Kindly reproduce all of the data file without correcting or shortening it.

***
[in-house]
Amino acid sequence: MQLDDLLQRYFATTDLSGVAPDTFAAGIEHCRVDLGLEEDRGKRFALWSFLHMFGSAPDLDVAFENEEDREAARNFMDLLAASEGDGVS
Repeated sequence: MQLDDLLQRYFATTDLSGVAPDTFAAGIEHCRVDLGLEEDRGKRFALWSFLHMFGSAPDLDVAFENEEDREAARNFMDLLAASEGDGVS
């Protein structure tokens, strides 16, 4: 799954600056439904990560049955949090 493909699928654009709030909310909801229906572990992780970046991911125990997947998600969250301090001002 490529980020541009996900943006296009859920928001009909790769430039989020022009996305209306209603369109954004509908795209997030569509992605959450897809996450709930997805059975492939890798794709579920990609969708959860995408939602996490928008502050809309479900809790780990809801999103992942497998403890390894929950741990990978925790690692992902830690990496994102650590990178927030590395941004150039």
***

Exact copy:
[in-house]
Amino acid sequence: MQLDDLLQRYFATTDLSGVAPDTFAAGIEHCRVDLGLEEDRGKRFALWSFLHMFGSAPDLDVAFENEEDREAARNFMDLLAASEGDGVS
Repeated sequence: MQLDDLLQRYFATTDLSGVAPDTFAAGIEHCRVDLGLEEDRGKRFALWSFLHMFGSAPDLDVAFENEEDREAARNFMDLLAASEGDGVS
């Protein structure tokens, strides 16, 4: 799954600056439904990560049955949090 493909699928654009709030909310909801229906572990992780970046991911125990997947998600969250301090001002 490529980020541009996900943006296009859920928001009909790769430039989020022009996305209306209603369109954004509908795209997030569509992605959450897809996450709930997805059975492939890798794709579920990609969708959860995408939602996490928008502050809309479900809790780990809801999103992942497998403890390894929950741990990978925790690692992902830690990496994102650590990178927030590395941004150039």